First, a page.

FBI Director James Comey said Tuesday he has seen some improvement in cooperation from China in fighting cybercrime following last year's bilateral agreement on the issue.
Chinese authorities "seem to have an agreed upon framework for what is nation-state action appropriate, that is intelligence collection, and what is theft," Comey told a cybersecurity event in Washington, when asked about international cooperation on cybercrime.
"There are signs of progress in the Chinese helping us impose costs on active engagement and theft. I'm reasonably optimistic (about China), less so with Russia."
Comey's comments were far more upbeat than those from National Security Agency chief Michael Rogers earlier this month on the implementation of last year's accord between President Barack Obama and his Chinese counterpart Xi Jinping.
The two leaders agreed on principles aimed at stemming what has been seen as a wave of hacking directed against US companies and organizations.
Rogers told Congress earlier this month that Chinese hackers remain "engaged in activity directed against US companies" and that the "jury is still out" on whether China indeed passes intel to the business world.
Comey, speaking at the Georgetown International Conference on Cyber Engagement, said the FBI was ramping up its ability to combat hacking and cybercrime.
"We think we have to be more predictive and less reactive," he said.
Part of this strategy, he said involves "naming people and shaming them" to demonstrate costs of hacking into US computer systems.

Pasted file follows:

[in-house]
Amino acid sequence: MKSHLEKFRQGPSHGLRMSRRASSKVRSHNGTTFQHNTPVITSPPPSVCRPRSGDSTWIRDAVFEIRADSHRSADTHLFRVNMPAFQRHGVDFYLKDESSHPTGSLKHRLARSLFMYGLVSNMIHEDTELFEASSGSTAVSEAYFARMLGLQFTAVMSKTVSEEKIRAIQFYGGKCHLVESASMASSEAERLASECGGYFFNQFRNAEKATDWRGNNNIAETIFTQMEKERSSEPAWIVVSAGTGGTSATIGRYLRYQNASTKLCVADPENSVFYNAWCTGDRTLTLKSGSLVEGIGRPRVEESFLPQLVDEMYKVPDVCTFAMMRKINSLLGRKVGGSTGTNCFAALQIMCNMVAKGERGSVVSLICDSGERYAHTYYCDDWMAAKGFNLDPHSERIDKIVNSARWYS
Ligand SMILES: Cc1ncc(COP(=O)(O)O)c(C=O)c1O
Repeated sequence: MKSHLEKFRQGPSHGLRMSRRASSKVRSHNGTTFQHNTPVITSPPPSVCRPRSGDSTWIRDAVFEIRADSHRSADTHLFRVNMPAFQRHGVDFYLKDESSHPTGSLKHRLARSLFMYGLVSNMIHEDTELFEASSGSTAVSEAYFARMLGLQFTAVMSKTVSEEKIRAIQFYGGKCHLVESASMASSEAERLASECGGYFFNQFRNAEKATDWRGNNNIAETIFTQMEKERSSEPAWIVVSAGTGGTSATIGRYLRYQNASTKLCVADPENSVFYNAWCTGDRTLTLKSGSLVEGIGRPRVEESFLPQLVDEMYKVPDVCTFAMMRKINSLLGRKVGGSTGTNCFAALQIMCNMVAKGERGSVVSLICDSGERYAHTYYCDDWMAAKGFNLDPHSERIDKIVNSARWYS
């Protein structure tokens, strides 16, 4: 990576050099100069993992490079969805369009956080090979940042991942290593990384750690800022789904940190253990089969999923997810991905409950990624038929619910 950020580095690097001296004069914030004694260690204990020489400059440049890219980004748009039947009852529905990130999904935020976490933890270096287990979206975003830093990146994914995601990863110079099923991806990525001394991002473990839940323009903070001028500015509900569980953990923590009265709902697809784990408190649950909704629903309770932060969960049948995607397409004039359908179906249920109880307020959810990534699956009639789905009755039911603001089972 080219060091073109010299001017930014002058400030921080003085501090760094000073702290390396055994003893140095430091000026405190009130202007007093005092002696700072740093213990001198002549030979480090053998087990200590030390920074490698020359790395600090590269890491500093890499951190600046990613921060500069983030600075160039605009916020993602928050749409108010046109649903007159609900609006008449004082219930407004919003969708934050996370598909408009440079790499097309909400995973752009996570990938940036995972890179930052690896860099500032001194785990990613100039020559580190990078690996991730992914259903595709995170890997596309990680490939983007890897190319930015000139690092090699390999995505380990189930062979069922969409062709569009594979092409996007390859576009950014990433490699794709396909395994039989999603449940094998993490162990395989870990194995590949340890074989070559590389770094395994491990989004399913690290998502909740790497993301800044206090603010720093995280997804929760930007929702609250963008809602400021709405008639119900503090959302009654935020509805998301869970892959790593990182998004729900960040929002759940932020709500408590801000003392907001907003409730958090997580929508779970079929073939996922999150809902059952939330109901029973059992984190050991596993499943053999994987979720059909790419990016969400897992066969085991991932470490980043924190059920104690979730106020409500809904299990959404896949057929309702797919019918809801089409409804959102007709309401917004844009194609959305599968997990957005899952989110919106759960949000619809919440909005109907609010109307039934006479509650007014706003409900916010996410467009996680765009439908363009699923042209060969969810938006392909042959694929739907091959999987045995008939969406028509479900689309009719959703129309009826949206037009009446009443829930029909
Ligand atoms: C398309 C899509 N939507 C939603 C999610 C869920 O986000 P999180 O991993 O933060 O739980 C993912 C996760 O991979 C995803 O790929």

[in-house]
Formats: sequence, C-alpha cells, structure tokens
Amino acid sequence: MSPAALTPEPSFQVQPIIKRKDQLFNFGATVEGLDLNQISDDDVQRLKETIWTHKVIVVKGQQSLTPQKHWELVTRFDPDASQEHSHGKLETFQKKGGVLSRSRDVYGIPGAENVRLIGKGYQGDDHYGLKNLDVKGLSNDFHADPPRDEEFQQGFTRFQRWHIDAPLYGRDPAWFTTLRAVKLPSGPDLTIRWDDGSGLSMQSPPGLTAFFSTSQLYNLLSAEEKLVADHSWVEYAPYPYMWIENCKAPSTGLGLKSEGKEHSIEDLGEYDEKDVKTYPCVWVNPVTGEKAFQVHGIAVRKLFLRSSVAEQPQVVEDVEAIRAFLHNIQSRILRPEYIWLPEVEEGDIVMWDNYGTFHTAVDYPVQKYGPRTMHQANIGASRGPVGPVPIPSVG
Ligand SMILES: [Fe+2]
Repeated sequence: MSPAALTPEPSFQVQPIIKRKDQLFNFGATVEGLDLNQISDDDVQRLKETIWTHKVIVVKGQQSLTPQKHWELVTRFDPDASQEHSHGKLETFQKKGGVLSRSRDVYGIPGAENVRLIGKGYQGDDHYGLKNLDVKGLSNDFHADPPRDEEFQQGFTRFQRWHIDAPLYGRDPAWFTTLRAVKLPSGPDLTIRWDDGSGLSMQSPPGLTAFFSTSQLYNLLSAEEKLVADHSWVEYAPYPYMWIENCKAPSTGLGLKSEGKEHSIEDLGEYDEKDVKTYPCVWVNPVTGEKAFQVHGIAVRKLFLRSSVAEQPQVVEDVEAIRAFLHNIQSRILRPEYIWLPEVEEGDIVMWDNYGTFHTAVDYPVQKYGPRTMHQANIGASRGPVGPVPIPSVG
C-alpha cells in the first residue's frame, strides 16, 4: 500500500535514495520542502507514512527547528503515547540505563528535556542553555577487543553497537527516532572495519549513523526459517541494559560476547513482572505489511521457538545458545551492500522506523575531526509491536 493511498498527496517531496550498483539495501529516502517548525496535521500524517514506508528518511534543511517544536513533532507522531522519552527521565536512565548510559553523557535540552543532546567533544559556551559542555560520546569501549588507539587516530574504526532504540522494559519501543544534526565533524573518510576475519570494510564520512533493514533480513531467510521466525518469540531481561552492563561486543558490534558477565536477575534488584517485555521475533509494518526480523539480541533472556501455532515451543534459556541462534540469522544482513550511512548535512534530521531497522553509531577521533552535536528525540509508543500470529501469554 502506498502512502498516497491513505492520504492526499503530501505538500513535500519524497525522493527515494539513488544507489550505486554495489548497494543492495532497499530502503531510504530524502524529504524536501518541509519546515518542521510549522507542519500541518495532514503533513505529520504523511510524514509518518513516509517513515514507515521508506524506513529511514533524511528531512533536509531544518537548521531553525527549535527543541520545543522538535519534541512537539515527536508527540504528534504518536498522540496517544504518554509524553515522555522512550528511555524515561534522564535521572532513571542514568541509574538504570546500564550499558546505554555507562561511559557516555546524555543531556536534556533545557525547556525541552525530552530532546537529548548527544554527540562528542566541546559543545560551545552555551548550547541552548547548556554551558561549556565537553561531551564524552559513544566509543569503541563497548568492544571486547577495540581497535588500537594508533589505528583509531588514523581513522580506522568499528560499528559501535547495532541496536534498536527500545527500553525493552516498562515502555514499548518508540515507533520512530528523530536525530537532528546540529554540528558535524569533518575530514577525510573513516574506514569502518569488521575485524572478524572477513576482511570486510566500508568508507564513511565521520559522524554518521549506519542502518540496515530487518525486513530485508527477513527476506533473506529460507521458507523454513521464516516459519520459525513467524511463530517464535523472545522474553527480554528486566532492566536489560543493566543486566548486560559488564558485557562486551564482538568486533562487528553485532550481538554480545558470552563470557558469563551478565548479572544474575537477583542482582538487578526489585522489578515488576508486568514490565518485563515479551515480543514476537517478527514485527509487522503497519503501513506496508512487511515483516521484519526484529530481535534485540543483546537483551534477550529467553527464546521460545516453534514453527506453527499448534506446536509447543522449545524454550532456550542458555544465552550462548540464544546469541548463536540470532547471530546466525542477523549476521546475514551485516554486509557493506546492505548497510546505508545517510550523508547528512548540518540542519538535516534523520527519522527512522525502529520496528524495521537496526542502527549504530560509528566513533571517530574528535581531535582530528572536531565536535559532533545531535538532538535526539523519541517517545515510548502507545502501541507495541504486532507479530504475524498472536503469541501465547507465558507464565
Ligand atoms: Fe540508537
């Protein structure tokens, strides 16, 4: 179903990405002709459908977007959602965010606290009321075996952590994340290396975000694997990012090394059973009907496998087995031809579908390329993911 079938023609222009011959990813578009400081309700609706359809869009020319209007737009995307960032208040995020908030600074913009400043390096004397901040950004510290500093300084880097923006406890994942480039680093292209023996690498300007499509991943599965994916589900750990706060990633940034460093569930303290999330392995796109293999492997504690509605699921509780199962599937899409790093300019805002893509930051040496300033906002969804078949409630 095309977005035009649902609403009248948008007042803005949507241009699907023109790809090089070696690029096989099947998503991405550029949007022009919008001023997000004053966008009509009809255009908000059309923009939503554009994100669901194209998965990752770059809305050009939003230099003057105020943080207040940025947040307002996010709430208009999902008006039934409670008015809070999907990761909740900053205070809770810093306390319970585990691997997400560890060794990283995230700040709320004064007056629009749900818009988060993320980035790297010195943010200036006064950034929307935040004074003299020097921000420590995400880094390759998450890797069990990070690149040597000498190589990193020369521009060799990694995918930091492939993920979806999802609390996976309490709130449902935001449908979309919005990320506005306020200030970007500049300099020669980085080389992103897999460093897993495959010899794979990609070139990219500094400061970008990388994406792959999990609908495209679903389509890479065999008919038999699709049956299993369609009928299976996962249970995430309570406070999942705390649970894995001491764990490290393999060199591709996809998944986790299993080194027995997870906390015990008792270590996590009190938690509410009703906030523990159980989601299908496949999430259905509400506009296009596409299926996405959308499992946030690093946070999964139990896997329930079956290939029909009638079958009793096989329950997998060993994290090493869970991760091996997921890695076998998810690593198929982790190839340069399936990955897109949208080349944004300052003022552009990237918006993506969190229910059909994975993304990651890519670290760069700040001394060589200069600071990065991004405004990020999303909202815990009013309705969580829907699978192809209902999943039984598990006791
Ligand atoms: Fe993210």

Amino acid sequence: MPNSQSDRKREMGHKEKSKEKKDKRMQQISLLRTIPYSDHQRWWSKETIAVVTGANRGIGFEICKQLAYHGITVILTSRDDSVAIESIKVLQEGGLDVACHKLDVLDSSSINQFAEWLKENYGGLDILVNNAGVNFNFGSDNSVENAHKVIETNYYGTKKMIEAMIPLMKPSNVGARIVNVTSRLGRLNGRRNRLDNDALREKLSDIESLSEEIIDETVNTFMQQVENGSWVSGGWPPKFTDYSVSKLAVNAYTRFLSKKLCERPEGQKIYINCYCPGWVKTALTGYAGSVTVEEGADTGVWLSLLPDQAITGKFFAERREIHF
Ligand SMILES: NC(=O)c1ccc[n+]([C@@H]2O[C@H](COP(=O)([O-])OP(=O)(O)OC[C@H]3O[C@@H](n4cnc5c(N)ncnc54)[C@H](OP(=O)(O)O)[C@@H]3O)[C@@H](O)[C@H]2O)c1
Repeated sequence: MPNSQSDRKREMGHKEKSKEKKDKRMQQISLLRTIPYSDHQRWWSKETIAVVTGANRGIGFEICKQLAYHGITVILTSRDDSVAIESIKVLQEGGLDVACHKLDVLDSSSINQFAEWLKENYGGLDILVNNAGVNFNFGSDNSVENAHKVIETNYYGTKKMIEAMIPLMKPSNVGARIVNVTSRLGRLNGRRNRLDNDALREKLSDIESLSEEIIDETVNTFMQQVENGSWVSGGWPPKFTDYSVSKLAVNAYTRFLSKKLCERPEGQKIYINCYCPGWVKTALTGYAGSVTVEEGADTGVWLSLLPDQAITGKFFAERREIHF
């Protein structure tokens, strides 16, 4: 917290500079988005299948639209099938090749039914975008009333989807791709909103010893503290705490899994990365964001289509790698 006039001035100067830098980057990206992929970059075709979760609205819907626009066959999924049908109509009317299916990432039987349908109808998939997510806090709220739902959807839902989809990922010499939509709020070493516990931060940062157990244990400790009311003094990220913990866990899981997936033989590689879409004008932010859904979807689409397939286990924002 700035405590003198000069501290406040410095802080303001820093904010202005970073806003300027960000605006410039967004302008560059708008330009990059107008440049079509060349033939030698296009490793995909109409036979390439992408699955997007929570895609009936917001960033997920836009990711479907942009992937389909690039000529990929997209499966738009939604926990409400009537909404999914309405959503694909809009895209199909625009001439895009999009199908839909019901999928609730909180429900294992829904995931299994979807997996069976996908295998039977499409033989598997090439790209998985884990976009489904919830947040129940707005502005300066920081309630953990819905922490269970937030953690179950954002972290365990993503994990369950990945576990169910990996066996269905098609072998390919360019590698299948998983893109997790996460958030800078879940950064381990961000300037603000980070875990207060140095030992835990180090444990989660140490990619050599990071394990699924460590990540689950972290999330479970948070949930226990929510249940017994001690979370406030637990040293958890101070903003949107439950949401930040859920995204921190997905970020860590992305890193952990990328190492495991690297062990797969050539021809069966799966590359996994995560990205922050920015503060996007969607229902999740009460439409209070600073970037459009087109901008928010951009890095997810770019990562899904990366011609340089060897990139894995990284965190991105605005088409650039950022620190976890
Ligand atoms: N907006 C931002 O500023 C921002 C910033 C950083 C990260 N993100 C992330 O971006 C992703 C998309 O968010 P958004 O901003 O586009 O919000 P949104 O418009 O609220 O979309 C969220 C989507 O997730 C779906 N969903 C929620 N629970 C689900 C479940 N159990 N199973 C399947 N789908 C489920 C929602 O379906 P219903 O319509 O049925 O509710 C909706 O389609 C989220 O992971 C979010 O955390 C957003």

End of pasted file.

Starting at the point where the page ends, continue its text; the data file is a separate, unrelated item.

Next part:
The FBI, he said, wants to "make people feel our breath on the back of their neck —- physically ideally, but metaphorically" to deter hacking.
Talking encryption 'costs'
Comey also reiterated concerns about the impact of strong encryption in the wake of the legal battle over access to the iPhone used by a California attacker.
"I'm very glad that the litigation between the FBI and Apple on San Bernardino has ended, because it really was about getting access to that phone," Comey said, referring to the court case in which the FBI sought to compel Apple to help unlock the phone used by one of the shooters in last year's deadly attack.
But Comey said it was still important to have a discussion on the topic because "there is a collision going on between values of all shades between privacy and security."
Comey said encryption and privacy are important but "there has never been a time in the 240 years of our country when privacy has been absolute."
He added that he is concerned that defenders of strong encryption, which allows only the users to access data, have failed to consider all the implications.
"We are moving to a place in American life, because we live our lives on these devices, (where they) will be immune to the judicial process," he said.
"My only request is that we talk about the costs ... We should not drift to a place where wide swaths of American life become off limits to the judicial process without a serious, adult conversation."
Comey had previously expressed concerns about "warrant-proof" spaces that allow criminals to evade detection as he debated Apple and its backers. Apple argued that enabling access would weaken security for all iPhone users and open doors for hackers and others.
The government ended its request after finding a way to access the phone with the help of a third party.
Comey said the FBI has not yet decided whether to tell Apple about how it accessed the data.
Some activists have said the FBI should tell Apple under a US policy aimed at helping tech companies plug security vulnerabilities.
Comey said that "we are in the process of sorting it out, we are close to a resolution but I'm not ready to make news on this."
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